optional as its name implies)
    /dev/hda10  /home       Whatever is left...


    Use CVS... It's perfectly stable, and it's just a book, but CVS does seem 
to be the most stable. Funny that. Really use the nightly CVS snapshot.



    Do it twice. I mean it. Some people think it's a religious thing, but its 
not. If you LFS, and then immediately LFS again, you divorce your system 
further from the distribution you started with, by an extra 2 steps. People 
argue that it's ineffective, arguing that by creating the chrooted 
environment that one has created an environment protected from the initial 
base system. I don't quite buy that, because the software you compile into 
chroot is created using the glibc and other libs resident on that initial 
base system. The second LFS process ensures that your LFS is built by LFS, 
and honestly this is the best way I know how to control a system. By ensuring 
consistency, I know what I am going to have as a result. LFS is the best 
system to build LFS with. I have tested the results and I suggest it. Install 
Distro Linux to /dev/hda9 above, build LFS(1) into /dev/hda10 or any 
non-system partition that is larger than 1000MB. The 2nd time you build LFS, 
you are going to build it into the final system using all your partitions. 
Also, if you partition thusly, use another partition for $LFS/usr/src. This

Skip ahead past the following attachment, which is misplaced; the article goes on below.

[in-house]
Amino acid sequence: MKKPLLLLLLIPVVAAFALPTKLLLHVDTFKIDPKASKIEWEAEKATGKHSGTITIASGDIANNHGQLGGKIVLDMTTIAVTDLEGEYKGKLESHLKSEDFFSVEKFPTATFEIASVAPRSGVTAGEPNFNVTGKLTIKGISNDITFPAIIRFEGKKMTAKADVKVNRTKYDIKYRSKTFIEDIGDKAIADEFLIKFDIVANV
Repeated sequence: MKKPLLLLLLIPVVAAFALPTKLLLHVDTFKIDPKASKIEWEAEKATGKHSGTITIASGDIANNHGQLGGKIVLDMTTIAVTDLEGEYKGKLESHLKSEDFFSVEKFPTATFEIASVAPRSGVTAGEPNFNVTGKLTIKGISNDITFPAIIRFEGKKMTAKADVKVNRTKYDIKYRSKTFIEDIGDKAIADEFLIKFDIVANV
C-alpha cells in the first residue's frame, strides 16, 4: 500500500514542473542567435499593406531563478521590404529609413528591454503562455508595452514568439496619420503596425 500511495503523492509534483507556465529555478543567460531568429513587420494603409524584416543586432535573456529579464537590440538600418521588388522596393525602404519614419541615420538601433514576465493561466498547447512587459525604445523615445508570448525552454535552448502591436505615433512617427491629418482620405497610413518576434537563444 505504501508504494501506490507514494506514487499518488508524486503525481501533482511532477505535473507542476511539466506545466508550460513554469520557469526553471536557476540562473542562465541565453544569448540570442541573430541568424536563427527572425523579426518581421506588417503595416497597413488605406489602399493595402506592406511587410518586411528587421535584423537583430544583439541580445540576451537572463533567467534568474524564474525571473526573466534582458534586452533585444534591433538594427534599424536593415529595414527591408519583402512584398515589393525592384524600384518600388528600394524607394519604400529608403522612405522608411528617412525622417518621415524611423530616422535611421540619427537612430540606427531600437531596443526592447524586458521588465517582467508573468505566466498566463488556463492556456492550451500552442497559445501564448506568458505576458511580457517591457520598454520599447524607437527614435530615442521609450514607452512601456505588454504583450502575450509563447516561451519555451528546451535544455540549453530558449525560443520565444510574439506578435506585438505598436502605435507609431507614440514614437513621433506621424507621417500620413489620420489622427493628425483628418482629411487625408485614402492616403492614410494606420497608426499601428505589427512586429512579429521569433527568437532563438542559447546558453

will help you reduce the necessary space for $LFS/usr if you need to keep it 
to a minimum. You will still need/want at least 300 MB for $LFS/usr if you 
plan on building a "complete" Linux system. Reduced /usr partitions are 
mostly for specialized Linux systems that won't use many of the common tools 
normally found there.

    Start with RedHat, although its a mess its the easiest to install for our 
purposes. All you need to do when installing RedHat is select Custom System. 
Partition Smartly, and install RedHat into the /dev/hda9 above. Select 
Development when you are selecting packages (don't worry about anything else, 
all you need is already selected (except maybe IRC if you want to chat or get 
help while you are doing this). When you are done installing RedHat, 
immediately recompile gcc and replace it with gcc-2.95.2.1 which is a patched 
gcc-2.95.2 that was made specifically for building against RedHat's faulty 
2.96 compiler, do this even if you have updated RedHat's GCC or have 
installed 7.1 or 7.2. You are now ready to LFS.

    Use the Linux-2.2.19 kernel instead of the 2.4 kernel specified in the